Abstract and Keywords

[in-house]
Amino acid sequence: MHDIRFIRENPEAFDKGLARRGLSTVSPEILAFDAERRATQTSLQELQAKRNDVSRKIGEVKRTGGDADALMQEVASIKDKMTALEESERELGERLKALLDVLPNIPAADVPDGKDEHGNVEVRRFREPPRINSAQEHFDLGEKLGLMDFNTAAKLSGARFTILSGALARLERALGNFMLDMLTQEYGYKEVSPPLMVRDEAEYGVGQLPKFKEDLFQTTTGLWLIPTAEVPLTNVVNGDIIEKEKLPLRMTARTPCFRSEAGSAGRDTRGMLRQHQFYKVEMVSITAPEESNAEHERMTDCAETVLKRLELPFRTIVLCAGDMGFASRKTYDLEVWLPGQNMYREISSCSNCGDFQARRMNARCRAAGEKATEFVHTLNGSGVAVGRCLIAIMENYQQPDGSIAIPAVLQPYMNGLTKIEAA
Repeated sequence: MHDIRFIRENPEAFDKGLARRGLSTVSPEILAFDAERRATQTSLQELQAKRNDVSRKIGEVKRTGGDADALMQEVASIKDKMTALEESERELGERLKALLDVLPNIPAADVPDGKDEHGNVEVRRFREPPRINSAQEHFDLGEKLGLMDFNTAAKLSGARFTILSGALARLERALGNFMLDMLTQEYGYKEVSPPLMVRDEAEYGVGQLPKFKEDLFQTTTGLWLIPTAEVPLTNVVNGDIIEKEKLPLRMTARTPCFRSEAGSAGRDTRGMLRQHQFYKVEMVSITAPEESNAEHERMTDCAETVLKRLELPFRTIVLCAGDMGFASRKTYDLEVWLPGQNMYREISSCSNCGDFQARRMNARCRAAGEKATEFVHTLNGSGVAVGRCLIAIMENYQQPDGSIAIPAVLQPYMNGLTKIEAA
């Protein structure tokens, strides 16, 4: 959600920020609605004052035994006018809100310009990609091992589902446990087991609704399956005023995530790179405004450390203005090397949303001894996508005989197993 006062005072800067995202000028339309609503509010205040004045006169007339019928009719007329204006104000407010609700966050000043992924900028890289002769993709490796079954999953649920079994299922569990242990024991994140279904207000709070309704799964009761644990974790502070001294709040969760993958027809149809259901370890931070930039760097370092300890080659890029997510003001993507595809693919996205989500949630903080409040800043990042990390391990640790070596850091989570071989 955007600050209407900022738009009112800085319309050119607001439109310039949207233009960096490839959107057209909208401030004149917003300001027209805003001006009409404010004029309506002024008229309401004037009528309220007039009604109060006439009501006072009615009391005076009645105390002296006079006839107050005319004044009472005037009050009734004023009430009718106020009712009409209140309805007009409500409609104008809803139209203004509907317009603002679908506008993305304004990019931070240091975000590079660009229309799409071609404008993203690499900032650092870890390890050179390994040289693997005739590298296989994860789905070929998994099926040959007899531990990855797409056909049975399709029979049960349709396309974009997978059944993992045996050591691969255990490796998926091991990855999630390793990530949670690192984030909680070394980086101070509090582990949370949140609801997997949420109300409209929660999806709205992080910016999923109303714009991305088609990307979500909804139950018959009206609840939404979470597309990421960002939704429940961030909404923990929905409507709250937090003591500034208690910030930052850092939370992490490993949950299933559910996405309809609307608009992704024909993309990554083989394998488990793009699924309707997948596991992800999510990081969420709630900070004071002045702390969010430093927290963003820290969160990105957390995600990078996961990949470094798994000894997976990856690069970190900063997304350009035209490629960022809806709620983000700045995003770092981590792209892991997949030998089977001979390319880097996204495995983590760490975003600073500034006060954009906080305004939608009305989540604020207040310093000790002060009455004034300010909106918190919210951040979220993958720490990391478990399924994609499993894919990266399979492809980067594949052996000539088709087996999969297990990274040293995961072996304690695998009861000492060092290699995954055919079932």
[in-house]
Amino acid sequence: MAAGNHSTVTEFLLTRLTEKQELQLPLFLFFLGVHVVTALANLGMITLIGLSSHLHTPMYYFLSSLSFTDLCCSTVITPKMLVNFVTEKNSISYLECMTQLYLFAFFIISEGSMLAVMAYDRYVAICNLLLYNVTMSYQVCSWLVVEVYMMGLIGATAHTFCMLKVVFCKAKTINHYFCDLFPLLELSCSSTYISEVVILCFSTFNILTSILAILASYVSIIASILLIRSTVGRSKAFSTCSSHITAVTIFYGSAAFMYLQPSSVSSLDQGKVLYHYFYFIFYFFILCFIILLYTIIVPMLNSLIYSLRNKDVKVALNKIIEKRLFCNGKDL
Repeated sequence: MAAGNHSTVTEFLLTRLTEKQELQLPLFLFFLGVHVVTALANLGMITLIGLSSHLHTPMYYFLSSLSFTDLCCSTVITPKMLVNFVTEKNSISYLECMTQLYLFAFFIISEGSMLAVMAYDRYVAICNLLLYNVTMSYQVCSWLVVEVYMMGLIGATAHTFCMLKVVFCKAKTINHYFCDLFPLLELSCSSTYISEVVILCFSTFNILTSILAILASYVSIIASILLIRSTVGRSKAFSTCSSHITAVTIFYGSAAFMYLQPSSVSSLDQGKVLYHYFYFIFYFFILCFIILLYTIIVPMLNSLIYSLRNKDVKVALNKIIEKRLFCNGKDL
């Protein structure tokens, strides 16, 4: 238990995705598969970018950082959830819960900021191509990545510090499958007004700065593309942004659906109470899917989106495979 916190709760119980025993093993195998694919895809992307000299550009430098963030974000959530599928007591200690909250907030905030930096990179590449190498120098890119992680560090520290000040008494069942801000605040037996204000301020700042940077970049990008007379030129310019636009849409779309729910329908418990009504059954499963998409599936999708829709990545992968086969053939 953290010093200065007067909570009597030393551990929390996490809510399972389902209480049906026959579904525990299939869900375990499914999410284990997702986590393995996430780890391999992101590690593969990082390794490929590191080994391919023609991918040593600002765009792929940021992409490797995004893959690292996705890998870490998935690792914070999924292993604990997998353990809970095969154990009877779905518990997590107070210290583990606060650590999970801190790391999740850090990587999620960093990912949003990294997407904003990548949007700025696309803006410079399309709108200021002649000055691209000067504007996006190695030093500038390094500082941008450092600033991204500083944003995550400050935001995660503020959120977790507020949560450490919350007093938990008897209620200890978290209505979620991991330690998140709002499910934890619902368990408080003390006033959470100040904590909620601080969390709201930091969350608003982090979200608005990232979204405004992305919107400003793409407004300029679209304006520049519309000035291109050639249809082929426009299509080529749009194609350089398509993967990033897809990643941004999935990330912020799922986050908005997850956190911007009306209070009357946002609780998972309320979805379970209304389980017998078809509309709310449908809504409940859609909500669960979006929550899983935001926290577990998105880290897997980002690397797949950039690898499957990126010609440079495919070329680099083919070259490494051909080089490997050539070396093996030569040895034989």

The recent revival of boom-bust business cycles and the worldwide slow recovery from 2009–2012 has renewed interest in the analysis of a money-production economy developed by Keynes and capital-structure-based Austrian macroeconomics developed by Hayek, Mises, Rothbard, and, most recently, Garrison. Both approaches identify time, money, banking, financial markets, interest, and investment as the major sources of coordination failure leading to recession or depression. When compared with single-aggregate modern macroeconomic models, both Keynes’s and the Austrians’ models, with their lower level of aggregation, provide a better understanding of how an economy goes wrong, However, the chapter argues that Keynes’s model is flawed because it lacks a capital-structure foundation. Keynesian macroeconomic policy is generally unnecessary and, if applied consistently, destabilizes the economy. Austrian economics and its capital-based macroeconomics provide better guidance on cause, recovery, and, more important, prevention.
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